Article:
Heart Failure; Daily Activity; Prognosis; Cardiac Defibrillator


Background: Daily activity is a potentially important measure for assessing prognosis in individuals with chronic heart failure (CHF), and few studies have investigated the prognostic value of daily activity measurement. The present study sought to determine whether there is an association between daily activity and mortality/mean life expectancy as predicted by the Seattle Heart Failure Model (SHFM), and to provide an estimate of the anchor-based minimum clinically important difference (MCID) for daily activity measured by single-axis accelerometers in implanted cardiac defibrillators. Methods: This study utilized a retrospective chart review of 102 medical records of patients with CHF and Medtronic® implanted cardiac defibrillators (ICDs). Mean daily activity was calculated for a two week period prior to both a base- line and follow-up routine clinical visit. Clinical characteristics from the baseline clinic visit were used for calculating SHFM estimates of mean life expectancy, 1-year mortality, and 5-year mortality. A five-point global rating scale was scored based on documented clinician impression, patient self-report, and laboratory and cardiographic tests for determining the MCID. Results: There was a moderate correlation be- tween baseline daily activity and each of the SHFM prognostic indicators: 1-year mortality (r = 0.36, p < 0.001, 5-year mortality (r = 0.40, p < 0.001), and life expectancy (r = 0.43, p < 0.001). The MCID for a decline in daily activity was approximately 0.5 hours and was approximately 1.0 hours for improvement in daily activity. Conclusions: Although previous re- search has established the short-term predictive value of ICD-measured daily activity for CHF-related clinical events, no prior study has examined the longer-term prognostic value of ICD-based daily activity. The results of the present study suggest that low daily activity, as recorded by ICDs in patients with CHF, should prompt a more formal evaluation of prognosis using the SHFM. Furthermore, changes of 0.5 to 1.0 hours of activity per day appear to be clinically meaningful.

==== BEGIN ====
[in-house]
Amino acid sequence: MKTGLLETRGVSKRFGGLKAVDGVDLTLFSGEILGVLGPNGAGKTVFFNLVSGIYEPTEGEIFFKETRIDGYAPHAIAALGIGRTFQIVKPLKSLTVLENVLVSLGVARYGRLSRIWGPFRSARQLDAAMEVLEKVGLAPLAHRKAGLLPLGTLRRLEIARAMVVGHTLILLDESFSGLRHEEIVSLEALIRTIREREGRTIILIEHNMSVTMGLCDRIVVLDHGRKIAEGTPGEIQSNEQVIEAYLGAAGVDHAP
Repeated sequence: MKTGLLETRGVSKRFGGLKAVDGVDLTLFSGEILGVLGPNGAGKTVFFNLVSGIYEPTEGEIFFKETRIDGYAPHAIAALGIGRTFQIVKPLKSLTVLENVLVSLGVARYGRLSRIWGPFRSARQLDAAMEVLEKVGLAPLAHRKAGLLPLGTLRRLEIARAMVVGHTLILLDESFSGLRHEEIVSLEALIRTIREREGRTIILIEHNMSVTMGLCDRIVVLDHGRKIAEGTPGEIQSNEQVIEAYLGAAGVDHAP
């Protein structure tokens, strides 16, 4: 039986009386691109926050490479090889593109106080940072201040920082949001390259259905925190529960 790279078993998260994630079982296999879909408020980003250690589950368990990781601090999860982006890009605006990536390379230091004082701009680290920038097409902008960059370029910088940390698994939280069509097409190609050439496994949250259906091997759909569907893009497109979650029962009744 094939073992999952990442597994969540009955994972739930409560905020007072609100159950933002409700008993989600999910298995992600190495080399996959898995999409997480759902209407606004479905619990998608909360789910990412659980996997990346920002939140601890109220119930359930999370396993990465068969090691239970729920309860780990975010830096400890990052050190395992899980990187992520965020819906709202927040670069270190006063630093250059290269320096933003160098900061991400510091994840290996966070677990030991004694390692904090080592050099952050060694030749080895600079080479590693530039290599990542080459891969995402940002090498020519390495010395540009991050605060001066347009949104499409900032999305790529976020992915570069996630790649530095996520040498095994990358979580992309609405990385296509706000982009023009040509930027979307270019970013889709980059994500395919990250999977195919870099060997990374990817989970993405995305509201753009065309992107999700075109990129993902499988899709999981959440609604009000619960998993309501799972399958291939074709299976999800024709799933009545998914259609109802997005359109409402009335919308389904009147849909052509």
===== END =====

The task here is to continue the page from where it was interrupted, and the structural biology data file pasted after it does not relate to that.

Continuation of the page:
Original Citation: Shoemaker, Michael J., Amy B. Curtis, Eric Vangesnes, and Michael G. Dickinson. “Triangulating Clinically Meaningful Change in the Six-Minute Walk Test in Individuals with Chronic Heart Failure: A Systematic Review.” Cardiopulmonary Physical Therapy Journal 23, no. 3 (2012): 5-15.